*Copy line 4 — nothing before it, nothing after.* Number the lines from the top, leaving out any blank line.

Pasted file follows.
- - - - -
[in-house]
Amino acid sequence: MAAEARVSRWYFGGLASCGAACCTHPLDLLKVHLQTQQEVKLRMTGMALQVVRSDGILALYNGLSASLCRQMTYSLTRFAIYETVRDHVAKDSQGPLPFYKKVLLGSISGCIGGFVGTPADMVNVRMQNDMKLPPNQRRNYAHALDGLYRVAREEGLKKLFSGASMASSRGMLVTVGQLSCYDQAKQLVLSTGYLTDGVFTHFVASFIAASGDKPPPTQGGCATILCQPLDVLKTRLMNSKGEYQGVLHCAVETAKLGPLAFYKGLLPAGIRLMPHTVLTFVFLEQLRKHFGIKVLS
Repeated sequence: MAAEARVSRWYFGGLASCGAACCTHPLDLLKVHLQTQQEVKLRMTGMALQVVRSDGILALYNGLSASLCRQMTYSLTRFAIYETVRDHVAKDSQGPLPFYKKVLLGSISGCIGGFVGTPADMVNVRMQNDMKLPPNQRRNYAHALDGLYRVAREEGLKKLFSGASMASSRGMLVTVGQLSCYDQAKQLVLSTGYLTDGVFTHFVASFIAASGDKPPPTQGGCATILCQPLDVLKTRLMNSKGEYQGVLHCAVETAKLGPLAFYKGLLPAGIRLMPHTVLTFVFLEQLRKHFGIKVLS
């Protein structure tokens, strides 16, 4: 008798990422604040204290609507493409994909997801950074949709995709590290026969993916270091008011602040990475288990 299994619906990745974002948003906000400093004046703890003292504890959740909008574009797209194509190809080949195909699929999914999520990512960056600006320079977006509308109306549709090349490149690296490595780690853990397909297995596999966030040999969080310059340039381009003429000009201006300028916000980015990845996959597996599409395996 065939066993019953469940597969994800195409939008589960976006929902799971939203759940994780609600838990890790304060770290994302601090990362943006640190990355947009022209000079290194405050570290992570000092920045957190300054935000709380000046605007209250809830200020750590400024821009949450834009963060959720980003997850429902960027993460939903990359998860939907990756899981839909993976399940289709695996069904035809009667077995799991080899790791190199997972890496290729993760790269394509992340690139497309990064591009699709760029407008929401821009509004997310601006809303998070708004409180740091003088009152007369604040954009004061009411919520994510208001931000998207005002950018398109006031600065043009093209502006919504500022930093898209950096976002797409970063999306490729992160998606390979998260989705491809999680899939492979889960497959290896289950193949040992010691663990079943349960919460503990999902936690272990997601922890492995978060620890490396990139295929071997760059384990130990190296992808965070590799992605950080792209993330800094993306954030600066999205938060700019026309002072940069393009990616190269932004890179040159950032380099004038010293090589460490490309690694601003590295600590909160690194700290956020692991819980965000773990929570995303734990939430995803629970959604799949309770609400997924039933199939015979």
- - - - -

């Protein structure tokens, strides 16, 4: 008798990422604040204290609507493409994909997801950074949709995709590290026969993916270091008011602040990475288990 299994619906990745974002948003906000400093004046703890003292504890959740909008574009797209194509190809080949195909699929999914999520990512960056600006320079977006509308109306549709090349490149690296490595780690853990397909297995596999966030040999969080310059340039381009003429000009201006300028916000980015990845996959597996599409395996 065939066993019953469940597969994800195409939008589960976006929902799971939203759940994780609600838990890790304060770290994302601090990362943006640190990355947009022209000079290194405050570290992570000092920045957190300054935000709380000046605007209250809830200020750590400024821009949450834009963060959720980003997850429902960027993460939903990359998860939907990756899981839909993976399940289709695996069904035809009667077995799991080899790791190199997972890496290729993760790269394509992340690139497309990064591009699709760029407008929401821009509004997310601006809303998070708004409180740091003088009152007369604040954009004061009411919520994510208001931000998207005002950018398109006031600065043009093209502006919504500022930093898209950096976002797409970063999306490729992160998606390979998260989705491809999680899939492979889960497959290896289950193949040992010691663990079943349960919460503990999902936690272990997601922890492995978060620890490396990139295929071997760059384990130990190296992808965070590799992605950080792209993330800094993306954030600066999205938060700019026309002072940069393009990616190269932004890179040159950032380099004038010293090589460490490309690694601003590295600590909160690194700290956020692991819980965000773990929570995303734990939430995803629970959604799949309770609400997924039933199939015979």